Typhoid in the Spanish American war
Occasionally, I hear someone waxing nostalgic about the good old days, and I admit that I, too, sometimes grow wistful for simpler times.
However, I don't feel a deep yearning to return to animal-powered transportation -- such as horses and buggies. They didn't create air pollution problems like cars do, but the manure on the streets was a huge sanitation problem. In warm weather, street manure was a prime breeding ground for flies as well as a source of stench. Pedestrians had to watch their step at all times, and in wet weather, they ran the danger of being splashed with raw sewage from the street. (I'm not exaggerating.)
I don't get nostalgic about outhouses, either, having had the joy of using one at school through the eighth grade. People like to decorate their bathrooms with cute privy pictures and to send around amusing e-mail poems about outhouses, but those outdoor toilets really weren't very pleasant places. They were cold in the winter, and in warm weather, well... they smelled bad and the flies liked them.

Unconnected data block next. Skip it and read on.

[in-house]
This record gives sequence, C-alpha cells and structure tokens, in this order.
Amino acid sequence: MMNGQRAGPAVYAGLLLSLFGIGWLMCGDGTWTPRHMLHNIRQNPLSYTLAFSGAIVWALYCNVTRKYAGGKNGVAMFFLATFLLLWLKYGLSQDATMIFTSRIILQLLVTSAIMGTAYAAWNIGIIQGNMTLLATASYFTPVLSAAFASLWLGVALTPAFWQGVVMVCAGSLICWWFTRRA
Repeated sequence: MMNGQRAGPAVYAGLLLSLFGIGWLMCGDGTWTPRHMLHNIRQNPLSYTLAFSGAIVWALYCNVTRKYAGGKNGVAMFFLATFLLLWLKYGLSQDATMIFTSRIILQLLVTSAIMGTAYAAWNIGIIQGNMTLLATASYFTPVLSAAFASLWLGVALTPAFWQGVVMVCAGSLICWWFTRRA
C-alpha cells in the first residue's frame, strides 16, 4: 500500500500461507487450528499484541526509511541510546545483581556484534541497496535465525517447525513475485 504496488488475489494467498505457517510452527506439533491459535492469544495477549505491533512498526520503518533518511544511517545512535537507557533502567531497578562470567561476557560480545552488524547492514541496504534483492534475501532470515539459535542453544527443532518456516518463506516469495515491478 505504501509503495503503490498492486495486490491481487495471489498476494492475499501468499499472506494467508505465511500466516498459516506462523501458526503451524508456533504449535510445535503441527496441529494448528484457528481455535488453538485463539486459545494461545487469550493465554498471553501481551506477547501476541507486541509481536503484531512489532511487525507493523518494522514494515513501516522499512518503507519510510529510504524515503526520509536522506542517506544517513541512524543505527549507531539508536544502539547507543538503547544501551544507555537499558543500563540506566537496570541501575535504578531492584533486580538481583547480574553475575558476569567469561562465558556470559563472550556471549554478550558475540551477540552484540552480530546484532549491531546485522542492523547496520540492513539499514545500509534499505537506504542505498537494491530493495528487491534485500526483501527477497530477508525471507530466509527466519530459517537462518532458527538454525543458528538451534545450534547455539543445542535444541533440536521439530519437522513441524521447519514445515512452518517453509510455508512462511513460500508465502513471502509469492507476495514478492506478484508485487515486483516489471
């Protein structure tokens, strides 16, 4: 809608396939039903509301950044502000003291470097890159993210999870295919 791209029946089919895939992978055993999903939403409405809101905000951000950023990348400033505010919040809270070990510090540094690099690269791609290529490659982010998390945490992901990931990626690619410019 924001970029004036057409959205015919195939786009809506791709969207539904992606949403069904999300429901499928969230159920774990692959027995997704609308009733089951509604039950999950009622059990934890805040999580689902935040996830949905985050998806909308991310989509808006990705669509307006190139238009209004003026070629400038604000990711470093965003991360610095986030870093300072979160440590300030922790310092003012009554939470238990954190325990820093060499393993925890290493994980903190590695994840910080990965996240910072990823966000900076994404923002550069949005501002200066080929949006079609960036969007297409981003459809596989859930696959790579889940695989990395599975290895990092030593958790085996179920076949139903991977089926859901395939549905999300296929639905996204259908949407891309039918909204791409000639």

The following is from a health textbook of the 1920s:
In the Spanish-American War, about one out of every five of our volunteer soldiers had typhoid fever, and it was found that the fly was one of the principal agents in spreading the disease. In Jacksonville, Florida, flies used to cause a great deal of typhoid, until a campaign for the screening of outside closets reduced the typhoid death rate of the city to less than one fourth of what it had been.
Typhoid fever is by no means the only disease that is carried by flies. Studies made by the Association for Improving the Condition of the Poor in New York City showed that babies which were carefully protected from flies had only one half as much diarrheal disease (summer complaint) as babies not protected in this way.
Source: Healthy Living (p. 264), a textbook by Dr. Charles-Edward Amory Winslow, published in 1924 by the Charles E., Merrill Company of New York and Chicago.